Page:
When will governments realise there isn't enough work to do

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When will governments realise there isn't enough work to do

#1  Postby Keep It Real » Mar 22, 2014 7:34 pm

10 years? 50 years? Never?

Economic activity is bad for the environment - so much of it is unnecessary (and unpleasant) already (eg. aggressive sales in all industries). I look forward to the day when people can be unemployed without stigma. A post scarcity economy (barring things like yachts and gold plated lamas) already exists in most developed economies - isn't it time to just give all citizens a guaranteed income, free from stigma? I know the green party in the UK have that in their manifesto but they're only a minor player in the UK political scene - any calls from major parties to put an end to unemployment stigma?
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Re: When will governments realise there isn't enough work to do

#2  Postby Cito di Pense » Mar 22, 2014 7:55 pm

Keep It Real wrote:10 years? 50 years? Never?

Economic activity is bad for the environment - so much of it is unnecessary (and unpleasant) already (eg. aggressive sales in all industries). I look forward to the day when people can be unemployed without stigma. A post scarcity economy (barring things like yachts and gold plated lamas) already exists in most developed economies - isn't it time to just give all citizens a guaranteed income, free from stigma? I know the green party in the UK have that in their manifesto but they're only a minor player in the UK political scene - any calls from major parties to put an end to unemployment stigma?


I think the perennial demise of wealth re-distribution is the corruptibility of those we put in charge of the redistribution.

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Re: When will governments realise there isn't enough work to do

#3  Postby kennyc » Mar 22, 2014 8:09 pm

I don't know that the premise is true....there is a lot of work that needs to be done if we are to survive as a species....it's just not divvied up properly or assigned....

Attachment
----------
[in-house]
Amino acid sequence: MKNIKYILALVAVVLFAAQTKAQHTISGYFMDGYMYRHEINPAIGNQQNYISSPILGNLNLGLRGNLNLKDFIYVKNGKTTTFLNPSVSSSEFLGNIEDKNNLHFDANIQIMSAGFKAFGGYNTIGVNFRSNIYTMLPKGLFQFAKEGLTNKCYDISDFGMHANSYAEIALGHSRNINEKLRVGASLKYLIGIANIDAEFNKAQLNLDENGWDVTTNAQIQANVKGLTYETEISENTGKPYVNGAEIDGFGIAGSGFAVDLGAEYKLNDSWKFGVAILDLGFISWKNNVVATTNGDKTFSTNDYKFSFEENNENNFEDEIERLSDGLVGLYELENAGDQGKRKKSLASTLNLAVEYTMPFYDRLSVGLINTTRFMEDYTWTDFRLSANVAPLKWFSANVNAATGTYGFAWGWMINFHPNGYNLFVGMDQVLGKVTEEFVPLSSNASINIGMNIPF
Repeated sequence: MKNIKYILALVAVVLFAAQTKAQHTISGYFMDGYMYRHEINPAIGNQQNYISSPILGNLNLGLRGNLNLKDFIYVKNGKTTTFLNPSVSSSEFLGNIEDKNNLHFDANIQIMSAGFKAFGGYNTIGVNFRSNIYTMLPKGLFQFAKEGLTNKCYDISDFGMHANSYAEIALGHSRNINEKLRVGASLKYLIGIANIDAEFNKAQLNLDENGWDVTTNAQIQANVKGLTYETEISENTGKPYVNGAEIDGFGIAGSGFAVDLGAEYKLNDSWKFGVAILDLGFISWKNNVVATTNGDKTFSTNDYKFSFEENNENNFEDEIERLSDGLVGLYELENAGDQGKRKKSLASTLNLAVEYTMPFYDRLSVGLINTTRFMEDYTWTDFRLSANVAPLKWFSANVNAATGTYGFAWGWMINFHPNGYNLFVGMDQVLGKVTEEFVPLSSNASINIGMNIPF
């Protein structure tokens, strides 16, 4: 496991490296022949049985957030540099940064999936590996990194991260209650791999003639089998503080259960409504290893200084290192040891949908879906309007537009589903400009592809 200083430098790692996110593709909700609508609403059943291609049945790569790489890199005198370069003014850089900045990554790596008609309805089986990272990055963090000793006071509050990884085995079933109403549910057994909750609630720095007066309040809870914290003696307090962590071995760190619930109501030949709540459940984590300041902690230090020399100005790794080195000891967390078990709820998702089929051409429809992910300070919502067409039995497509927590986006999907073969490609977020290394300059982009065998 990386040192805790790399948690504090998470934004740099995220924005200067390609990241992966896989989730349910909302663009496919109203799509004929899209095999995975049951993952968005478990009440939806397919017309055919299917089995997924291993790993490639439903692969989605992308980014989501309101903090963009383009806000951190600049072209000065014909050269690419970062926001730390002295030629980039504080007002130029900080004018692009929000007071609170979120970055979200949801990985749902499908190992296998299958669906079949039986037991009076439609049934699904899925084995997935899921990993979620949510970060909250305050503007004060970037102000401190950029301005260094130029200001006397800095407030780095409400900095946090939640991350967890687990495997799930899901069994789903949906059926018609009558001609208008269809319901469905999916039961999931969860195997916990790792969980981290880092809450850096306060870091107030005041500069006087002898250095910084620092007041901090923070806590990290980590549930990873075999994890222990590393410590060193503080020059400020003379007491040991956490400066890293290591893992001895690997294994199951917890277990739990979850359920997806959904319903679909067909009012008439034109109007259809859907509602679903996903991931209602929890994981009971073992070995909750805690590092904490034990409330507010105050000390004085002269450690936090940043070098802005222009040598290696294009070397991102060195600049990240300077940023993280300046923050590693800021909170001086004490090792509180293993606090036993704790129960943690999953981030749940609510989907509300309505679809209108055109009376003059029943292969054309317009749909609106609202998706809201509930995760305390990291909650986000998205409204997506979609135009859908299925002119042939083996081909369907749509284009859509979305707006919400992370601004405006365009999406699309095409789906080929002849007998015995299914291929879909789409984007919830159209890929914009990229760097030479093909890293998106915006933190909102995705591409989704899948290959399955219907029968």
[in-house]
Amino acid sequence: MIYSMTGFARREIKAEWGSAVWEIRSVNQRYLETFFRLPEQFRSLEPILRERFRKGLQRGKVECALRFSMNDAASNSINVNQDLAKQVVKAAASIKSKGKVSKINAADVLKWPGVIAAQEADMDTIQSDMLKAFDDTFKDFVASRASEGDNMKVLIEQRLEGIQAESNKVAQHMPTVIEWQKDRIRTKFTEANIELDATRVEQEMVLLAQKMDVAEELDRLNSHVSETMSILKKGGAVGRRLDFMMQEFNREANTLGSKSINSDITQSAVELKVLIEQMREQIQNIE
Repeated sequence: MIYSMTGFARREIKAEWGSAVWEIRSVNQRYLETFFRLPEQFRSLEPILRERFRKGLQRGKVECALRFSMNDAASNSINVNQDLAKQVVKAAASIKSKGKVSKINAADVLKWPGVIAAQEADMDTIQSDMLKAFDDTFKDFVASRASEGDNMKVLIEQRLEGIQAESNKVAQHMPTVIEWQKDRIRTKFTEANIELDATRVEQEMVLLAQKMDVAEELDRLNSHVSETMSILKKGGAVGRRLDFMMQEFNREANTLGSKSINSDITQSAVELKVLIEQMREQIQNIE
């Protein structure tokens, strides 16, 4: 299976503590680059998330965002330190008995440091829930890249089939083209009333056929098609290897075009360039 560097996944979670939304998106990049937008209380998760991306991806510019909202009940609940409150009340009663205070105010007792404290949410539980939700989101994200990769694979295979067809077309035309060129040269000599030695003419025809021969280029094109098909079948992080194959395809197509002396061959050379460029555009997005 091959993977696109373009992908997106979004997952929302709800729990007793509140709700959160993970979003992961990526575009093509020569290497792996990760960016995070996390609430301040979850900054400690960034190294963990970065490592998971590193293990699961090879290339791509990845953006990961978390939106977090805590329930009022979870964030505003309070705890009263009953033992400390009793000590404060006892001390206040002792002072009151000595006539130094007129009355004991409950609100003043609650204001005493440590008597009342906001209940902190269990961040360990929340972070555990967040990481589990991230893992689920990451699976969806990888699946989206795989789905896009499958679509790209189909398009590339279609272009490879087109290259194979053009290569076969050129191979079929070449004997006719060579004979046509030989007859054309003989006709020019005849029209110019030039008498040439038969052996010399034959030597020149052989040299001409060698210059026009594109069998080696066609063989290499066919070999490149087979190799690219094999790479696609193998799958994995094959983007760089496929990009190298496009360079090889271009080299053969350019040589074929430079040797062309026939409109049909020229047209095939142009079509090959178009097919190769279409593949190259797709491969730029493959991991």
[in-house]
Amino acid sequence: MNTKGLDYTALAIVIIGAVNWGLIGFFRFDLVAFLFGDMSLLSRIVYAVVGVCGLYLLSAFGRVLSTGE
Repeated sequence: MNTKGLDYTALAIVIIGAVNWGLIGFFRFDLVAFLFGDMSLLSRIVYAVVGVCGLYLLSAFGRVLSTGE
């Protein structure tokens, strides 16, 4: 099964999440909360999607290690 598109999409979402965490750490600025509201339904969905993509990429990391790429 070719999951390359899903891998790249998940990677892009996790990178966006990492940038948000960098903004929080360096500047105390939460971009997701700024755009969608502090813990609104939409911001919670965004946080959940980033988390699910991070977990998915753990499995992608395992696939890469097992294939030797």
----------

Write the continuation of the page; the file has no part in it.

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Re: When will governments realise there isn't enough work to do

#4  Postby igorfrankensteen » Mar 22, 2014 8:32 pm

What I know is, that right now, there is far more work that needs doing, than there are people to do it. The real trouble is, that not enough people realize that people should be paid to do it.

An obvious example, which has been around forever, is raising children. Our "modern" economies assume that this is always to be an unpaid position, and that causes all sorts of follow on problems. There's plenty more similar work that needs doing, which again, our economies have declared must always be done without remuneration.

On top of that, is the problem that the ACTUAL values and costs of things have been distorted and denied by the people in power everywhere. Instead of basing pay on what is required to perform the task, it is based instead on how desperate the workers are. The same people who insist on this, contrarily insist that all non-human resources, be priced according to actual cost.

The reason why crude "redistribution" becomes necessary, is that this archaic and insane concept remains in force throughout capitalist nations.

Oh, and no, it is NOT true that "all economic activity is bad fir the environment." Again, it is only bad when it is so, because there are a lot of powerful people who insist (again) on ignoring the real cost of what they want to do.

Obvious example: we USED to think that mining should be done by digging until you find what you want, grab the thing, and then leave the area without cleaning up after yourself. Eventually, enough people lived downstream of the large mines, with enough political power, that regulations were put into place to force mine operators to at least act with minimal attention to the consequences of their methods, and to pay for some healing of the land from their profits. The same concept needs to be applied consistently across all disciplines, and then economic activity will NOT be detrimental to the environment.
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Re: When will governments realise there isn't enough work to do

#6  Postby quisquose » Mar 22, 2014 11:19 pm

Have you seen how many pot holes there are in the roads nowadays?

Our Victorian sewers and sea defences are crumbling, there's a housing shortage ... and there's not enough work to do? I don't think so.

Well, if we kid ourselves that work is simply distributing stuff from China, or banking, whilst our infrastructure disintegrates around us then ... yes, there's not enough work.
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Re: When will governments realise there isn't enough work to do

#7  Postby Andrew Burns » May 19, 2014 12:16 am

I think that there is a lot to be said for an impartial reassessment of the economic structures at work and their tacit acceptance by world governments and non-governmental organizations like the IMF and World Bank.